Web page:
Whiskey Review: Milam & Greene Unabridged Vol. 1

, | November 23, 2022

Editor’s Note: This whiskey was provided to us as a review sample by Milam & Greene. This in no way, per our editorial policies, influenced the final outcome of this review. It should also be noted that by clicking the buy link towards the bottom of this review our site receives a small referral payment which helps to support, but not influence, our editorial and other costs.

Milam & Greene are releasing a literary-inspired blend of whiskeys. The small Blanco, Texas, distillery has called upon three award-winning authors from the whiskey world: Heather Greene (CEO of Miliam & Greene), Noah Rothbaum, and David Wondrich (authors of Oxford Companion to Spirits and Cocktails) to create Unabridged Volume 1.

“Unabridged celebrates friendships unfolding throughout the unedited and messy chapters of our biographies,” says Milam & Greene Whiskey CEO and blender Heather Greene. “As friends and fellow whiskey-writers, the three of us had an implicit pact to support each other’s dreams. After publishing many books and hundreds of articles, garnering awards, and thousands of tastings, Unabridged makes good on that promise. Milam & Greene Unabridged showcases the flavors a barrel can impart into bourbon over time and place.”

Milam & Greene blends multiple casks of varied ages. At the low end of the age spectrum, they used 13 casks of 2 ¾-year-old Kentucky bourbon with malted rye, and at the high end of the age spectrum they used six casks of 14-year-old Tennessee Bourbon. By volume the whiskey is predominantly four-, six-, and 14-year-old Tennessee bourbon, with a healthy amount of Kentucky and Texas bourbons as well.

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David Wondrich, Flaviar’s Resident Spirits & Cocktails Historian, says, “on the nose is an oaky, split-log tang, which is cushioned by waves of pecan pie, maple syrup and creamed corn and a whiff of alcohol driving everything forward. The palate is rich and chewy, with cinnamon-spice oak and dark-chocolate notes to balance the richness. Long finish.”

For their standard offerings, Milam & Greene source their grain from Texas, Oregon, Wyoming, and Washington to combine into a single mash bill. The distillery uses a 300-galleon Vendome Copper pot still as the heart of their bourbon production, and ages its whiskey in #4 char new American oak casks. Its flagship bourbon is composed of 70% Texas corn, 22% Pacific Northwest malted rye, and 8% Wyoming barley.

Milam & Greene was founded in 2017, which makes it a relative newcomer to the Texas whiskey scene. That means many of the casks from their Unabridged series are sourced. The distillery they are sourcing from has gone unnamed, or at least I have been unable to identify it.

Something this reviewer found interesting: While poking around on Milam & Greene’s website I found a list of whiskey tutorials. Milam & Greene has a “Whiskey School,” led by their CEO Heather Greene. It is a comprehensive course. Although I cannot attest to the complexity of the program, I believe it is a rather unique opportunity to learn about whiskey from a member of the industry.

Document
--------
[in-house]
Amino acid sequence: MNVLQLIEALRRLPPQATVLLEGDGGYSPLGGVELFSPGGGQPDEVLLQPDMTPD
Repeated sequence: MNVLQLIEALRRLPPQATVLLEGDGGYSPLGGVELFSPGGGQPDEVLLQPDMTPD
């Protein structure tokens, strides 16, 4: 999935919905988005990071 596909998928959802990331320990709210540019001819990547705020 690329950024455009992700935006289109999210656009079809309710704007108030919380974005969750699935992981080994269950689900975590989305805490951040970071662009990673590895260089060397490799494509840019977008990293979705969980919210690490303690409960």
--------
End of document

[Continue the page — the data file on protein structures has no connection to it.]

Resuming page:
Milam & Greene Unabridged Volume 1 review

Milam & Greene Unabridged Volume 1 (image vai Milam & Greene)

Tasting Notes: Milam & Greene Unabridged Volume 1

Vital Stats: Bourbon whiskey. 59% ABV 118 proof. MSRP $89.99.

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Appearance: Burnished copper

Nose: Like a first novel from a young author, the alcohol is trying to make a strong first impression. We get hints of toast, charcoal, red cinnamon bears, and baking spices. They all hit at once, making the opening chapters to this whiskey a little muddled.

Palate: As we settle into this story, we are treated to cigar tobacco, earthy notes like milled wood, and worn leather. A main character is rye spice in the middle chapters, with orange peel, and rye bread playing supporting roles. The mouthfeel is rich across the tongue and lingers for a while. The finish here is understated and smooth, with bitter bakers’ chocolate and a hint of candied cherries.

Milam & Greene Unabridged Volume 1 review


If this were a book, one might have a hard time differentiating it from others in the genre. There is a great deal of momentum behind this brand, and the percentage of 14-year-old whiskey was encouraging. However, while there was nothing distinctly bad about this whiskey, nothing stood out. It started off with an overpowering nose of alcohol and finished with a directionless profile.

This is the first effort in the series, and knowing who the parties are behind this whiskey, I wouldn’t count this out just yet. However, for now, this book would collect dust on my shelf.

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Charles Steele

Charles Steele is a Portland area attorney, born and raised in the Pacific Northwest. His legal education affords him an analytical approach to understanding whiskey and other aged spirits. Traditionally a legal writer, freelancing for The Whiskey Wash will prove a unique opportunity to flex his writing skills. Although he...